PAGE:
Citing security reasons, the People’s Initiative for Reform Modernization and Action (Pirma) has faced criticism for refusing to disclose the identities of the donors behind their television advertisements promoting Charter change (Cha-cha). The issue was brought to light during a Senate Committee hearing, where Sen. Maria Josefa Imelda “Imee” Marcos, the chairman of the Senate Committee on Electoral Reforms and People’s Participation, pressed Pirma representatives for transparency regarding the ad funding.
During a previous hearing, Pirma convenor Noel Oñate revealed that the group had spent P55 million on the television ads, with half of the amount coming from his own pocket. However, Oñate stated that the donors wished to remain anonymous due to privacy and security concerns.
In addition to the lack of transparency surrounding the funding, questions were raised about Pirma’s status as an organization. The Security and Exchange Commission (SEC) confirmed that Pirma’s certificate of registration had been revoked since February 10, 2004. However, Pirma’s lawyers informed the committee that the group had submitted an application to revive its registration, including updates to its email and contact persons.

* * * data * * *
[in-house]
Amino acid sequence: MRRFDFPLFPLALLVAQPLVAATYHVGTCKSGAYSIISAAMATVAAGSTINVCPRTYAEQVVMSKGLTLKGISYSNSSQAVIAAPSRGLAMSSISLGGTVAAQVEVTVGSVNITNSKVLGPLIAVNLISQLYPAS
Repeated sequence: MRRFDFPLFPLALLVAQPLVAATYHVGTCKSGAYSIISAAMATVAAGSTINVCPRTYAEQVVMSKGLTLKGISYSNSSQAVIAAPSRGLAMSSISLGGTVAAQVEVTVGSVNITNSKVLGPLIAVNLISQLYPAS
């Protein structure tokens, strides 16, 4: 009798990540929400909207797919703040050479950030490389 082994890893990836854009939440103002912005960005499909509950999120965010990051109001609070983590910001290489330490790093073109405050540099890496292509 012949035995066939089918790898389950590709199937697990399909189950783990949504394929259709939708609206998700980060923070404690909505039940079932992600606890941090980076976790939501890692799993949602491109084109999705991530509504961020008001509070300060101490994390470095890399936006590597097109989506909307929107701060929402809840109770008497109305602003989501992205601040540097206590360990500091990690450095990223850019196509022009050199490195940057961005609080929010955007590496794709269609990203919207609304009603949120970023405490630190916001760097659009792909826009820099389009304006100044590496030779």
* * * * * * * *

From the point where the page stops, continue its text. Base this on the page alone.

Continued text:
Senators Maria Lourdes “Nancy” Binay, Ronald “Bato” dela Rosa, and Ana Theresia “Risa” Hontiveros joined Marcos in urging the PI proponents to disclose the identities of the donors. Marcos also highlighted the committee’s request for documents related to the printing costs of the signature forms and proof of payment of the donors’ tax, which were still pending.
The lack of transparency surrounding the funding of the Charter change ads has raised concerns among lawmakers. Binay expressed surprise at the reluctance of the supporters of Charter change to disclose their identities, while Hontiveros suggested that Pirma’s donors should come forward unless there are other funders involved.
In an effort to generate wider debate on the proposal to amend the economic provisions of the Constitution, Sen. Juan Edgardo “Sonny” Angara plans to hold public hearings on Cha-cha outside of Metro Manila. Angara proposed bringing the discussion to cities such as Cagayan de Oro, Cebu, Iloilo, or Bacolod to ensure that all stakeholders have the opportunity to provide their input.
The lack of transparency surrounding the funding of Pirma’s Charter change ads raises concerns about the influence and motives behind the campaign. Transparency is crucial in any democratic process, especially when it involves significant constitutional amendments. As the Senate Committee continues its inquiry, it is essential that the identities of the donors are disclosed, and the necessary documents are provided to ensure accountability and uphold the principles of transparency and good governance.
Source: The Manila Times